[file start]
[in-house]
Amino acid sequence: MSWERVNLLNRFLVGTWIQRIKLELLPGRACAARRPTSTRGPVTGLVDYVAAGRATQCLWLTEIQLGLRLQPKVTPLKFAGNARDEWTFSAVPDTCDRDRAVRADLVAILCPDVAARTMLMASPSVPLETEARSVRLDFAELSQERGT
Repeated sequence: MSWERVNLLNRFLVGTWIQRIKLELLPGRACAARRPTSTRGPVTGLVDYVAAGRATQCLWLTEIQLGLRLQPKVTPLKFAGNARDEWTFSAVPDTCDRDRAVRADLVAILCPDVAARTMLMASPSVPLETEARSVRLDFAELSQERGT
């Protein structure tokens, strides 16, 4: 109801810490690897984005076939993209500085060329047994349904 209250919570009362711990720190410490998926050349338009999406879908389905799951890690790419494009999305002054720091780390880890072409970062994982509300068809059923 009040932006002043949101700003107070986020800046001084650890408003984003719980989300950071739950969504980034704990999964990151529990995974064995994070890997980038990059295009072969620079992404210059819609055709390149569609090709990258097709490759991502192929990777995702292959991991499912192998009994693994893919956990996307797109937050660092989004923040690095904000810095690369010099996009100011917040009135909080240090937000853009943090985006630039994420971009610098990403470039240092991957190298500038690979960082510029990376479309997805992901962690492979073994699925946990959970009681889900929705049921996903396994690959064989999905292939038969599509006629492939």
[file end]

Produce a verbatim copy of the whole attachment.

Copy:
[in-house]
Amino acid sequence: MSWERVNLLNRFLVGTWIQRIKLELLPGRACAARRPTSTRGPVTGLVDYVAAGRATQCLWLTEIQLGLRLQPKVTPLKFAGNARDEWTFSAVPDTCDRDRAVRADLVAILCPDVAARTMLMASPSVPLETEARSVRLDFAELSQERGT
Repeated sequence: MSWERVNLLNRFLVGTWIQRIKLELLPGRACAARRPTSTRGPVTGLVDYVAAGRATQCLWLTEIQLGLRLQPKVTPLKFAGNARDEWTFSAVPDTCDRDRAVRADLVAILCPDVAARTMLMASPSVPLETEARSVRLDFAELSQERGT
């Protein structure tokens, strides 16, 4: 109801810490690897984005076939993209500085060329047994349904 209250919570009362711990720190410490998926050349338009999406879908389905799951890690790419494009999305002054720091780390880890072409970062994982509300068809059923 009040932006002043949101700003107070986020800046001084650890408003984003719980989300950071739950969504980034704990999964990151529990995974064995994070890997980038990059295009072969620079992404210059819609055709390149569609090709990258097709490759991502192929990777995702292959991991499912192998009994693994893919956990996307797109937050660092989004923040690095904000810095690369010099996009100011917040009135909080240090937000853009943090985006630039994420971009610098990403470039240092991957190298500038690979960082510029990376479309997805992901962690492979073994699925946990959970009681889900929705049921996903396994690959064989999905292939038969599509006629492939």